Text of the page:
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Education programs help gorillas and people

March 24, 2015

Education programs help gorillas and people

Citizen Science participants observe birds

The Fossey Fund’s environmental education activities are diverse and designed to reach students of different age groups, helping to build awareness, assist local educational institutions, and provide further training for those already working in conservation. Every year, we work with local communities and primary and secondary schools near Volcanoes National Park, as well as with biology students from the University of Rwanda (UR). So far this year we have engaged a large number of students in a variety of ways, including the following programs.

Citizen Science: Environmental training in secondary schools

This program, funded by our supporter Nature’s Path, began in 2010 and targets secondary school teachers and students (who are members of local environmental clubs) from schools near the national park, by providing training on environmental topics. Nature’s Path, through its EnviroKidz products, has been one of the longest-term supporters of the Fossey Fund’s educational effort. EnviroKidz products empower positive change through organic food and through the 1% for the Planet program, they donate 1% of gross annual sales to sustainably minded nonprofits. EnviroKidz believes kids can help save the world and works to support endangered species, habitat conservation and environmental education for children worldwide.

Nine schools participated in the program this February, with each school represented by one teacher and two students. The training this year focused on monitoring migratory butterflies and bird species, and recording climate-change data in the school garden and surrounding crop yards. The training also included lectures on bird and butterfly research. Evaluations conducted at the end of training showed a very high success rate in terms of learning.

The aim of this training is to provide knowledge and skills to the teachers and students that will enable them to carry out small research projects at their own schools. The Fossey Fund will visit each club once a semester to evaluate the progress and see how many students are reached.

Bisate Learning Center: Library, computers for students and community

At the end of 2014, the Fossey Fund, along with funding from Partners in Conservation (PIC) from the Columbus Zoo, completed the building of a library based at the Bisate Primary School. The library was named the Bisate Learning Center. In January 2015, 36 computers were installed in the learning center, and for the first time in their lives, young students at the school will have access to computers and books at their own school. The Bisate Learning Center will also be available to the entire community. Starting in March 2015, the Fossey Fund began offering IT classes and seminars at the learning center.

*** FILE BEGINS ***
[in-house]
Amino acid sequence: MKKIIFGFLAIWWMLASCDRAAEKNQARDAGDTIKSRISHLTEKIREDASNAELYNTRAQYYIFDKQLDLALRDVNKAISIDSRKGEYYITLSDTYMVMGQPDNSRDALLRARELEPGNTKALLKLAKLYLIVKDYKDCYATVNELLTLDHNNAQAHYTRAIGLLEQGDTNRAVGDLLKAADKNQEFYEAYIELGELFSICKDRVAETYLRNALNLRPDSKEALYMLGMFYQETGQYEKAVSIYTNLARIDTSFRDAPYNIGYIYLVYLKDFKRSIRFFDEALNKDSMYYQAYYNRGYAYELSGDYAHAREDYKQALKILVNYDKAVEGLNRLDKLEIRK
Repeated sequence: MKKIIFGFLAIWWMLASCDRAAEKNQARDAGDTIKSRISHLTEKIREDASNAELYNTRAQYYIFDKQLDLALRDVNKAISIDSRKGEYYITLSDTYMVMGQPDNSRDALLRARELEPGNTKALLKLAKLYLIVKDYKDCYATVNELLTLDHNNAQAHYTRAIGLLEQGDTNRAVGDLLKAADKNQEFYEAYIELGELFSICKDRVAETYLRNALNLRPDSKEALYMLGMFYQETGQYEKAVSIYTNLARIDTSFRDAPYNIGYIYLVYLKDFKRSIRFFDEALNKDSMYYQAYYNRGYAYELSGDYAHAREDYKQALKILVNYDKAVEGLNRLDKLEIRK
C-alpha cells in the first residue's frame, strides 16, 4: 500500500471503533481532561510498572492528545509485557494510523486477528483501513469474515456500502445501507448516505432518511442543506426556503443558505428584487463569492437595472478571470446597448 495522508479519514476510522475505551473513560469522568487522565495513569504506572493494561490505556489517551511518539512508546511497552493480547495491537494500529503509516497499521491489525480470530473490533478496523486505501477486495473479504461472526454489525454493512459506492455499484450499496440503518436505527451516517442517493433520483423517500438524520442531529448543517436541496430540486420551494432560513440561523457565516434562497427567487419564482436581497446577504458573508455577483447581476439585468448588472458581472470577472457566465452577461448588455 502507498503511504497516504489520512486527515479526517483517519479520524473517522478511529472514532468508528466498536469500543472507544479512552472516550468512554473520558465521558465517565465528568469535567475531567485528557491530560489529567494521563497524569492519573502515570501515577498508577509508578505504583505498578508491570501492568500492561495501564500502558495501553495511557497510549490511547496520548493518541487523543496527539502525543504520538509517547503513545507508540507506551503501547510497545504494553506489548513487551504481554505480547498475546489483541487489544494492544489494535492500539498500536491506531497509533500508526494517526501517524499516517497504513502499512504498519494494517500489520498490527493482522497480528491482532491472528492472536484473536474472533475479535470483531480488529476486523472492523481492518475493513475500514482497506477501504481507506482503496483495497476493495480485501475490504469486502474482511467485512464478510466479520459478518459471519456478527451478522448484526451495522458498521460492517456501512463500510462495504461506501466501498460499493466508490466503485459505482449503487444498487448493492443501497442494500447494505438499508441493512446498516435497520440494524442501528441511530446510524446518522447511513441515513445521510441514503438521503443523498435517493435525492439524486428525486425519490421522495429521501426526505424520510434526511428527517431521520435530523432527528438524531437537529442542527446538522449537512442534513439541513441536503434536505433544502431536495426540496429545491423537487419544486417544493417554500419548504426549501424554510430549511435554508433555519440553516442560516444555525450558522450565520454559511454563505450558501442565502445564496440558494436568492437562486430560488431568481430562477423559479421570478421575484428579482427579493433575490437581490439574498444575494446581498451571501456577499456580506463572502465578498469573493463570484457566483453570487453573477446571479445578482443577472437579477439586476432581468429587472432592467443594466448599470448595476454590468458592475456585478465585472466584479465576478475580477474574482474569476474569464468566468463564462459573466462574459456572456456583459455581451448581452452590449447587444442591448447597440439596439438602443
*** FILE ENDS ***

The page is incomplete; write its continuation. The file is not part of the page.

Fourth-year college students present research

In February, eight University of Rwanda students (four botany majors and four in zoology) who carried out their field projects at the Karisoke Research Center in 2014 came back to present their research to Fossey Fund staff and partners from Cleveland Metroparks Zoo, who funded the projects. During the presentations, comments and recommendations were given to each student to help improve their projects.

New Bisate Learning Center has 36 computers

College internships in field research methods

In February, 72 third-year students from UR were trained in field research methods. This long-running field course designed by the Fossey Fund aims to provide the students with knowledge and skills in scientific methodology. The first group included 42 students majoring in botany and the second included 30 zoology students. The training included lectures about gorilla research, vegetation surveys, species identification, and park interaction. Each group had three field visits in different sites within Volcanoes National Park. Kristen Lukas, Ph.D., and Austin Leeds of Cleveland Metroparks Zoo contributed to the training and lectures.

Biology students study mountain gorilla conservation and behavior

This program is designed to introduce second-year biology students from UR to mountain gorilla conservation and research. In March and April, 147 students divided into five groups are participating in this program, co-delivered by the Fossey Fund and Rwanda Development Board (RDB) staff. The program introduces students to the history of mountain gorilla research at Karisoke, anti-poaching activities, community participation in conservation, and biodiversity research in Volcanoes National Park. The students are also shown films and documentaries pertaining to conservation and attend field trips, including climbing the Visoke volcano and visiting the mountain gorillas. For many of the students, this is their first experience in the forest. Both the second- and third-year UR student programs are funded by Orange County Community Foundation.

Upcoming activities: Community outreach

After a good start to the year, the Fossey Fund’s environmental education programs will continue with other important activities, with the objective of wider community outreach. One of these activities will see 48 local leaders from 12 district sectors adjacent to the national park visit gorillas. These leaders include authorities from the district, religious leaders, and school head masters. The goal is to introduce them to gorilla conservation and park management to help reinforce the importance of the relationship between the community and the park. Local leaders also play a crucial role in anti-poaching and are important players in the detection of illegal activities, which benefits gorilla conservation.